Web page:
Does Chernobyl Have Mutated Animals?

By Antonia Čirjak on March 16 2020 in Environment

The plants and animals of Chernobyl are mutants, but they look perfectly normal.
The plants and animals of Chernobyl are mutants, but they look perfectly normal.
  • Most species of mammals and birds did not show significant changes in behavior or appearance.
  • Because of HBO's miniseries
  • Chernobyl today is considered to be a ghost town, but some animals and people still live there.

No, Chernobyl did not produce the X-Men, or X-Animals for that matter. The plants and animals of Chernobyl are mutants, but they look perfectly normal. Sure, they might have radioactive particles hidden in their fur, but the physical mutation is not actually making the glow or sprout extra limbs.

The History Of Chernobyl

The recent Emmy-winning HBO's miniseries "Chernobyl" sparked new interest in the public and even inspired tourism to this previously abandoned city. While the show might not have been incredibly accurate in representing the actual events of the disaster, it enabled it's viewers to be a part of something of incredible historical significance. Chernobyl is located in the Ivankiv Raion, a district in Kiev Oblast of Ukraine.

Before the notorious accident happened, Chernobyl had around 14,000 citizens. After the accident occurred at the town's nuclear power plant, releasing a deadly amount of radioactive substances in the air, approximately 125,000 people have died. They died from the effects of the radiation and the illnesses that were the result of the accident. Casualties were increasing the following days, months, and years. Today, Chernobyl is mostly considered a ghost town, but a certain amount of people and animals still live there.

The Chernobyl Zoo

Following the disastrous events, around 350,000 people have been evacuated from several Ukraine countries. But what is especially interesting is that most of the animals did not leave. What happened to the wildlife of Chernobyl? This has been studied for more than 30 years. When the power plant exploded, radioactive particles were sent all over the sky, contaminating over 200,000 square kilometers of the landmass. After these particles settled, they affected almost everything, from land to water.

The worst happened in the first twenty days, as the radioactive particles were being inhaled by most of the wildlife. Plants and animals took almost 80% of all the radiation surrounding them, and the wildlife is still coping with the aftermath of the radiation.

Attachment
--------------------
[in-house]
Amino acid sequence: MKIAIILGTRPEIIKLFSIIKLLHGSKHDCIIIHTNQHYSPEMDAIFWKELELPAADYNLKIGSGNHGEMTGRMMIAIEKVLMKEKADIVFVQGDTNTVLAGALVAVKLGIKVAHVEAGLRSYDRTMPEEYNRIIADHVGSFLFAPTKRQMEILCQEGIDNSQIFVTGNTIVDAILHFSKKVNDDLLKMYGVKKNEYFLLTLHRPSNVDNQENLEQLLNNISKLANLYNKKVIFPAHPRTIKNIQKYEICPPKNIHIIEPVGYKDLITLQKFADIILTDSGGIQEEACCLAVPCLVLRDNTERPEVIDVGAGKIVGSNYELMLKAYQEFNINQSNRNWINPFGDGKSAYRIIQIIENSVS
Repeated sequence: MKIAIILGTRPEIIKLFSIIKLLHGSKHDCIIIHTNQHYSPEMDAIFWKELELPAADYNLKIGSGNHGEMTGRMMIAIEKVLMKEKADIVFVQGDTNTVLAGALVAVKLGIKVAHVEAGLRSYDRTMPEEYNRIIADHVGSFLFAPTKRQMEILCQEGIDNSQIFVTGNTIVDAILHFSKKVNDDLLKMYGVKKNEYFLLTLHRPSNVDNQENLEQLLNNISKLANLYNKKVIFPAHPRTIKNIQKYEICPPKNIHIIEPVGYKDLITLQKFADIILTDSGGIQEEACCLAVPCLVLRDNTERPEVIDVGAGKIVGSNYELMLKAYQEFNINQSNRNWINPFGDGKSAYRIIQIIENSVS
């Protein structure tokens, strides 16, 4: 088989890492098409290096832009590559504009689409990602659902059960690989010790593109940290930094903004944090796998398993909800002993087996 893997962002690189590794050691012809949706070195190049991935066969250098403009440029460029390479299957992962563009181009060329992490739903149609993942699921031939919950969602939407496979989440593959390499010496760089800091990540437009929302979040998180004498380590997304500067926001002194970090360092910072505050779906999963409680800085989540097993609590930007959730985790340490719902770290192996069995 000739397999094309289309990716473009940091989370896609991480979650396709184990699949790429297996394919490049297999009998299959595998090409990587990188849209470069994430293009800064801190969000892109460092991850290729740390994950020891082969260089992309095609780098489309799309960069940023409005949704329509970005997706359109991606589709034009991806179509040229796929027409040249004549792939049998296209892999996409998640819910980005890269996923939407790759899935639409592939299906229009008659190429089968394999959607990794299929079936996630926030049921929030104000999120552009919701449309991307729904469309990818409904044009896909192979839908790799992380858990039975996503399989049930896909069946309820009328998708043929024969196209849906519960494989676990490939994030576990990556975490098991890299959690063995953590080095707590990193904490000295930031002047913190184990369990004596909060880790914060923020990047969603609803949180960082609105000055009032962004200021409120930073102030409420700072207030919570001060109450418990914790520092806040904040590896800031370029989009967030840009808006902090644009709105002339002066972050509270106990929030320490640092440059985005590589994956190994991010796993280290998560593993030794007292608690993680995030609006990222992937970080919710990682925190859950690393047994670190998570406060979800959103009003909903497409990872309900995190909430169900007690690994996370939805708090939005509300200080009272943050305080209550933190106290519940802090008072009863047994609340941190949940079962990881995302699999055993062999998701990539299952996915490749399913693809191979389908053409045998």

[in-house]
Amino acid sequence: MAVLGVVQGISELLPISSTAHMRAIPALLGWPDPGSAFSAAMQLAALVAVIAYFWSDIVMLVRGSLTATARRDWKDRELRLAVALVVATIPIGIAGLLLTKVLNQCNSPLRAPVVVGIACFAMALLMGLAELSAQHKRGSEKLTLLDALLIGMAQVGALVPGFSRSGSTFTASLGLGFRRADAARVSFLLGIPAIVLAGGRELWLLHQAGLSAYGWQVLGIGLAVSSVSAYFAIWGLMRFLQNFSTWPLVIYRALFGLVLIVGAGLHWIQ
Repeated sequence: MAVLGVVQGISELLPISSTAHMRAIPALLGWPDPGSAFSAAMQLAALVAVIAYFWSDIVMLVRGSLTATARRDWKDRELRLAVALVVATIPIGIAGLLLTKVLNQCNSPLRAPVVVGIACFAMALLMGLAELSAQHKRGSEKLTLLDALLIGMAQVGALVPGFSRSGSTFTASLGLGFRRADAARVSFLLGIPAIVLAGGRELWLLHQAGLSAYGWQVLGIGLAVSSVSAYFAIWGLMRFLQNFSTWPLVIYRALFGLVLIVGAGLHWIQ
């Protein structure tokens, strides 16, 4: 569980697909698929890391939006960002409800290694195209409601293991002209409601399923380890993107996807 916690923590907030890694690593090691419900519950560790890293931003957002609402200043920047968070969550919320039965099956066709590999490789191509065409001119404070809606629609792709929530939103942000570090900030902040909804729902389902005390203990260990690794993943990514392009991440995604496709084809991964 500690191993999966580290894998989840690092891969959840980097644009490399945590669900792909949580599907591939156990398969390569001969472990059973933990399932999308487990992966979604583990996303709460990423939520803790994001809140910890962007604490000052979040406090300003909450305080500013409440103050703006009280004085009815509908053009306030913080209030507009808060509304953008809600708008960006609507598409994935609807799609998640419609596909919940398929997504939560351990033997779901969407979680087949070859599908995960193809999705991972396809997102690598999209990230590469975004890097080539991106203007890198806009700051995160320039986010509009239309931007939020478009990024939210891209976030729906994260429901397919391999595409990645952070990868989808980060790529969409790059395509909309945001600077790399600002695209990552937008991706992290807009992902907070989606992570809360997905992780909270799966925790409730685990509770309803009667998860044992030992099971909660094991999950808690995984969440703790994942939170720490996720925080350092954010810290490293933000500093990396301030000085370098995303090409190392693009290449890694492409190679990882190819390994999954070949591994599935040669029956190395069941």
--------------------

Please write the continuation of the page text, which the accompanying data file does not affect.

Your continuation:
Plants and animals took almost 80% of all the radiation surrounding them, and the wildlife is still coping with the aftermath of the radiation.
Plants and animals took almost 80% of all the radiation surrounding them, and the wildlife is still coping with the aftermath of the radiation.

The most impactful environmental effect was the area called The Red Forest, filled with dying trees that stopped producing seeds, growing at irregular frequencies, and having trouble photosynthesizing. Insects stopped maturing, growing up with bizarre asymmetries and butterflies had their population significantly decreased.

Surprisingly, for most species of birds and mammals, there were no significant changes in appearance or behavior. The radiation did harm these species, but the genetic damage from the radiation did not produce the mutation we are expected to see due to science fiction movies. Sure, there might have been some slight discoloration of bird feathers, but no study actually documents deformed animals in the Chernobyl. It either killed the organisms or encouraged them to leave the area of radiation.

How Are Animals Doing Today?

We still do not know the full story of Chernobyl's wildlife, and there is no scientific consensus to support a definite conclusion. Still, the majority of research seems to think that animals are doing pretty good since enduring the effects of radiation. Today, wildlife areas seem to be doing surprisingly well. This is what boggles scientists because it is not something we might expect.

It might be the removal of humans for over 20 years that made the ecosystem around Chernobyl endure. Researchers are surprised by the number of wolves, crediting such a rise in population due to lack of hunting. Regardless of the radiation exposure, it seems like the animal community started to thrive after almost 30 years of being exposed to radiation. It seems like the presence of humans is worse for the environment than a nuclear disaster. 

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